Israeli nuclear monopoly in the Middle East could have a huge impact on Proliferation in the Middle East, promoting missile development program including nuclear missiles. How long this conflict will last cannot be confirmed, but the probabilities of Weapon of Mass Destruction being used in the Palestine or any countries in the Middle East is little to zero. Since Palestine has ratified the treaty on prohibition of nuclear weapon, Hamas will not use nuclear missile but they are armed with conventional missile. However, in the last month they have suffered big loss in the number of Hamas militants. Even if somehow Gaza wins the war, very less population of Gazans will be left with less economic and destroyed infrastructure and more area of the Gaza will be captured by Israel. Arab countries might not have nuclear capabilities but America does and it could deteriorate the relation between America and Arab world. Because victory cannot be achieved until unless America stops supporting Israel.

Peace could be achieved if Israel gives the responsibility of safeguard of their nuclear program to International Atomic Energy Agency (IAEA) and United Nations Security council (UNSC). Other than that, diplomatic efforts can be put upon Israel to sign peace treaty such as ‘Treaty on Prohibition of Nuclear Weapon’ or ‘Nuclear Non-Proliferation Treaty’ (NPT). These options have the potential to stop the nuclear escalation and the killings on both sides.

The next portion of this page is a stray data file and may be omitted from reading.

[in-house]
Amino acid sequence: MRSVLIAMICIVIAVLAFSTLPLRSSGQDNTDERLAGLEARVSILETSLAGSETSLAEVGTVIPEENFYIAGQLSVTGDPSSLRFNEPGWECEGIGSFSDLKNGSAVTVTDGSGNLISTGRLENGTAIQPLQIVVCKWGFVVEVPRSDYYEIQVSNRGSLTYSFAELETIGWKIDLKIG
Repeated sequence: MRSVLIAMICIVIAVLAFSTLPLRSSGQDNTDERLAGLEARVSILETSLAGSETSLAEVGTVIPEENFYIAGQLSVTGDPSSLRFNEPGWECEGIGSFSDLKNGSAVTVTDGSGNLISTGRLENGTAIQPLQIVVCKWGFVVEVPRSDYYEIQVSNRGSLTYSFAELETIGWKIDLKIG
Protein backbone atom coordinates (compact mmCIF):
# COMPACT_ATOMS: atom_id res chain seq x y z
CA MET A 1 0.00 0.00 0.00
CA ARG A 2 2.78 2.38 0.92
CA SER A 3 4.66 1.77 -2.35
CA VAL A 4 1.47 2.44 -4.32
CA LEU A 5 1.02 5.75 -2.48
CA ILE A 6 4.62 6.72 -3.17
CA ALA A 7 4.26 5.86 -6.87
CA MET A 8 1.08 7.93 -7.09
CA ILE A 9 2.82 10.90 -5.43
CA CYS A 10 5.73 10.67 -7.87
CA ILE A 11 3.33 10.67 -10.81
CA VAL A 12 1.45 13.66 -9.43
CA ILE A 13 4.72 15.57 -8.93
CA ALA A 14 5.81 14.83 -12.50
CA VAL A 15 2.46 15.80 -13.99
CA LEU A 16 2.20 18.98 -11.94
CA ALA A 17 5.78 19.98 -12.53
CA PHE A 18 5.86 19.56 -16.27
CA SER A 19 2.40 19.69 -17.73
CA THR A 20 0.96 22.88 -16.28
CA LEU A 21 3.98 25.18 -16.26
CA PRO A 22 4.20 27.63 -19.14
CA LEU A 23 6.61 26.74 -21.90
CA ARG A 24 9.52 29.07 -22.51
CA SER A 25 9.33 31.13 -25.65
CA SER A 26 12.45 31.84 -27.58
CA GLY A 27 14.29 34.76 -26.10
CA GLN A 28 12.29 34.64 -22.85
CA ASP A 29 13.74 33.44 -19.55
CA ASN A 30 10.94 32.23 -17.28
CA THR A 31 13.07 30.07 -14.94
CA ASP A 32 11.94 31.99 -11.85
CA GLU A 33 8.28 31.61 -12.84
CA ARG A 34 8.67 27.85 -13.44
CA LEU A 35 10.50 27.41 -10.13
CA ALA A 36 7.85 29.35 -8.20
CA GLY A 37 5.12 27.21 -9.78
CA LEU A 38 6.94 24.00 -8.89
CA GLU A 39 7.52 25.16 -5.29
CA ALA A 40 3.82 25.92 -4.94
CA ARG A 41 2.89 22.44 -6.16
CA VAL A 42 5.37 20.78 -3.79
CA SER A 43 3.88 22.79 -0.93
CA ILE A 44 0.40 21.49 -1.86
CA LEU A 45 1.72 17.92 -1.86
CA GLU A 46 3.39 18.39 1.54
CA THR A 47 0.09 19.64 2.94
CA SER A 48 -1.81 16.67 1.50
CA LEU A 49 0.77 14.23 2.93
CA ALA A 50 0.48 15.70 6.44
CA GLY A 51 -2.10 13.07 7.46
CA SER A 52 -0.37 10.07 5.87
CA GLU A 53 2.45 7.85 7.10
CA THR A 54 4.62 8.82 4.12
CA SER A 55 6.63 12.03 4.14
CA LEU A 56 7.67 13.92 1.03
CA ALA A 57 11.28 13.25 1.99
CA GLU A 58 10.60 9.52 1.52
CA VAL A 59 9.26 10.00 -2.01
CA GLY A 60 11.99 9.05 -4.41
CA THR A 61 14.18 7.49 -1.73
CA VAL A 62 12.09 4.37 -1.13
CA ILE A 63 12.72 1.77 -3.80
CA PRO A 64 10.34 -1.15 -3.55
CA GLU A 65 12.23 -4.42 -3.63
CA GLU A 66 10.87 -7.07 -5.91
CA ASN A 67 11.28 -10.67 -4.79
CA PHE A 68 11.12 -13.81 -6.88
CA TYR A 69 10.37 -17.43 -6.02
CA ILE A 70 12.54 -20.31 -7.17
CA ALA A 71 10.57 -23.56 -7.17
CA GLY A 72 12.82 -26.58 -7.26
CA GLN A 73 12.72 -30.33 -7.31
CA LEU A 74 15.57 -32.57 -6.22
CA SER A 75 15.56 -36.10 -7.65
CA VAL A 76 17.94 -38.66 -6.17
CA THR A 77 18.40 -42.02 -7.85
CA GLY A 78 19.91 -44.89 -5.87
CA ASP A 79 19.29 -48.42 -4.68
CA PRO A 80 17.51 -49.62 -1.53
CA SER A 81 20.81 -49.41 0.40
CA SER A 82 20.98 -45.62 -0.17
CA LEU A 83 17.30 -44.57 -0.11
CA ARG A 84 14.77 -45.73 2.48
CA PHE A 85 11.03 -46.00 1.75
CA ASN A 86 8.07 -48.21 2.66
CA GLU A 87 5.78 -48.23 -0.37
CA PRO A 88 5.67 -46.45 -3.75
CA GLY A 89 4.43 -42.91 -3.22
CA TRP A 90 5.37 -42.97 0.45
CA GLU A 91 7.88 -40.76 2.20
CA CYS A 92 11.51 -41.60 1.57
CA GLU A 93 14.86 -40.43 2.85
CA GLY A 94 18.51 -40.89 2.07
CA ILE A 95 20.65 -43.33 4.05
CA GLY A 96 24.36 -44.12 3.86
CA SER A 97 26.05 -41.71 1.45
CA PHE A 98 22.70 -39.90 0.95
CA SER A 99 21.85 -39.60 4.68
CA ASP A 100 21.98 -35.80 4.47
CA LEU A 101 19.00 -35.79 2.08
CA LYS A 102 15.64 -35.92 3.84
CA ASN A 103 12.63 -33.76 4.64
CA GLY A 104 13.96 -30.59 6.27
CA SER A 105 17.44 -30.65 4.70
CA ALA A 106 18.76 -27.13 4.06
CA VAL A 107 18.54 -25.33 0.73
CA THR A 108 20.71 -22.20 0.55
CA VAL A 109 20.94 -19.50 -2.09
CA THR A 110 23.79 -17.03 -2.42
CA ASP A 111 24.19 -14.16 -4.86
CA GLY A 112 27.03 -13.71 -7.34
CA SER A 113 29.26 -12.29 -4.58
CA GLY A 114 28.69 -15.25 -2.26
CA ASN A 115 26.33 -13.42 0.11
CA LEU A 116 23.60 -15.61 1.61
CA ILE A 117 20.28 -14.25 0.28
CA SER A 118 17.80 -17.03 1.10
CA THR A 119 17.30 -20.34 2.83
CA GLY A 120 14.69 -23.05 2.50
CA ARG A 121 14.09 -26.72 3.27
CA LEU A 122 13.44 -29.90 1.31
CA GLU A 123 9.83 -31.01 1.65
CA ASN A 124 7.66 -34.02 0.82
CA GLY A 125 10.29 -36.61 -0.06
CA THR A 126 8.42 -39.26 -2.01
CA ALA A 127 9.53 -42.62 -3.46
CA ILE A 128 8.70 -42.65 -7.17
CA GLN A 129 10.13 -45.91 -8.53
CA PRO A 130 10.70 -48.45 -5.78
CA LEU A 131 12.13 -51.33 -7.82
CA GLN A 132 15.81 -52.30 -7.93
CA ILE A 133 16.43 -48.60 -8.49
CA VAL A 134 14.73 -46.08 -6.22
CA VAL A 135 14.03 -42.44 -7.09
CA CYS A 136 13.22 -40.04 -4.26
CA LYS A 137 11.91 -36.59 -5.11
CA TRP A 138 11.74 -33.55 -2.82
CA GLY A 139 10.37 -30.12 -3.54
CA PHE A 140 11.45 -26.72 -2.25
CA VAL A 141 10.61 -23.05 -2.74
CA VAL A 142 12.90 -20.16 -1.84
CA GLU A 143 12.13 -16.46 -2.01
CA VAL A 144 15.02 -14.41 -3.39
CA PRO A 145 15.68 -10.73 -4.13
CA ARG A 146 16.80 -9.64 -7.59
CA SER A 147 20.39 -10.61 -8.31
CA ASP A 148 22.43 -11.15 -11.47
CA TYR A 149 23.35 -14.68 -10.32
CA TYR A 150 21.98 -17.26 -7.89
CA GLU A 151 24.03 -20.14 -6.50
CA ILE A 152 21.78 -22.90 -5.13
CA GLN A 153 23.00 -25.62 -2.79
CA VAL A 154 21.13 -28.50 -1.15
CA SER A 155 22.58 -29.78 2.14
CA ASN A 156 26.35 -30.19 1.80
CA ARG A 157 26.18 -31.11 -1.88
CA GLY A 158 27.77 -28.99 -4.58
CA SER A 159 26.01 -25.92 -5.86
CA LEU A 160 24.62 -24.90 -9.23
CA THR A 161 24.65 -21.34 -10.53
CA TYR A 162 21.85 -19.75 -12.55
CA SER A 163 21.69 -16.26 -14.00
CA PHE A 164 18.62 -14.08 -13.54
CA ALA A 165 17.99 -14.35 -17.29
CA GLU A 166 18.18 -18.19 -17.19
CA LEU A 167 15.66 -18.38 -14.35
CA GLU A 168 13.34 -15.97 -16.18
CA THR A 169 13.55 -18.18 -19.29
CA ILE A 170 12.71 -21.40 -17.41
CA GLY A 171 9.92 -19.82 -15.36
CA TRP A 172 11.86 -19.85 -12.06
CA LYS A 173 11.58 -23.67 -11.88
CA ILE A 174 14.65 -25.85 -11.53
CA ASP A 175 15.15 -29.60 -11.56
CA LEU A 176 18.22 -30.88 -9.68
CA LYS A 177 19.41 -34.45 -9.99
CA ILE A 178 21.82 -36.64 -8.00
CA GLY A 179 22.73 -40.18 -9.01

Israel-Palestine War: The WANA Angle


By: Nandini Khandelwal, Research Analyst, GSDN

WANA Region: source Internet

Although the countries that make up the WANA region are often referred to as being around the Mediterranean and Red Seas, there may not be unanimity on this matter. Alternative terms for this region include WANA (West Asia North Africa), NAWA (North Africa and West Asia), SWANA (Southwest Asia and North Africa), and MENA (Middle East and North Africa). The precise nations that make up this region may vary depending on the context or the source. The Indian Ministry of Commerce describes the region as WANA, indicating its preference over the term MENA due to its lost relevance with the end of British colonialism and its geographic bias.